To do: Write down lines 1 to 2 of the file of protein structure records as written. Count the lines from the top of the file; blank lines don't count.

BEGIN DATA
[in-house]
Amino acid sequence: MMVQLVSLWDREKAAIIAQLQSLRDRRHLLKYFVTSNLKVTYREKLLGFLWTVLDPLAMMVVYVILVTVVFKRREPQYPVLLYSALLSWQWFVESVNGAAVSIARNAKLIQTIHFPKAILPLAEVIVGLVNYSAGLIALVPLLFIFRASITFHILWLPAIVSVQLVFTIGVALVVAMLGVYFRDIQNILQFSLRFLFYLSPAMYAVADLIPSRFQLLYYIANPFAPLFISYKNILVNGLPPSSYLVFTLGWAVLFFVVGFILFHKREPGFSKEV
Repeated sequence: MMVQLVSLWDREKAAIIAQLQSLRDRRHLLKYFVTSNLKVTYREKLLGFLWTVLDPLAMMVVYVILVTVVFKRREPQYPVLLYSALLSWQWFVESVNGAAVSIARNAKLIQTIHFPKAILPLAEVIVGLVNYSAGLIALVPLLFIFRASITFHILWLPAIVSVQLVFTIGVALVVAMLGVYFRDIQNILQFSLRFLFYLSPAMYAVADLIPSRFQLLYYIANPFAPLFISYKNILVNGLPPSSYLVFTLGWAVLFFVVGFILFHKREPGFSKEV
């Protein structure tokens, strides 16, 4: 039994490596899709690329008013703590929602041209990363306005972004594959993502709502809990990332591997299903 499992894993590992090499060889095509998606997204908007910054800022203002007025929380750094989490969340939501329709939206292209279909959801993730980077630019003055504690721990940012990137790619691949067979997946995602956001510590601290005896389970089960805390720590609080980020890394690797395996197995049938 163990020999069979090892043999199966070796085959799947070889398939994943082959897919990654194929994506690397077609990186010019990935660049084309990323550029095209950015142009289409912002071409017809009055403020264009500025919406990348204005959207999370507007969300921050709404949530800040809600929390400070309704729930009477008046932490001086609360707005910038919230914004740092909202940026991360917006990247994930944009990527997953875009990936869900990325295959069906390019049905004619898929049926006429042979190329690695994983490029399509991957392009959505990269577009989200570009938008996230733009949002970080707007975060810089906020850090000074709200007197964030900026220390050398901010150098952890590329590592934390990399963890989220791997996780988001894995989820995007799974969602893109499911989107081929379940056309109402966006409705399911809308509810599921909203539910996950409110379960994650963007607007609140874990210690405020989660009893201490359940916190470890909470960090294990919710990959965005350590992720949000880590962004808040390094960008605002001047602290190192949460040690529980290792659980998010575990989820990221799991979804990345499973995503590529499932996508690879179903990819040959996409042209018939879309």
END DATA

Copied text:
[in-house]
Amino acid sequence: MMVQLVSLWDREKAAIIAQLQSLRDRRHLLKYFVTSNLKVTYREKLLGFLWTVLDPLAMMVVYVILVTVVFKRREPQYPVLLYSALLSWQWFVESVNGAAVSIARNAKLIQTIHFPKAILPLAEVIVGLVNYSAGLIALVPLLFIFRASITFHILWLPAIVSVQLVFTIGVALVVAMLGVYFRDIQNILQFSLRFLFYLSPAMYAVADLIPSRFQLLYYIANPFAPLFISYKNILVNGLPPSSYLVFTLGWAVLFFVVGFILFHKREPGFSKEV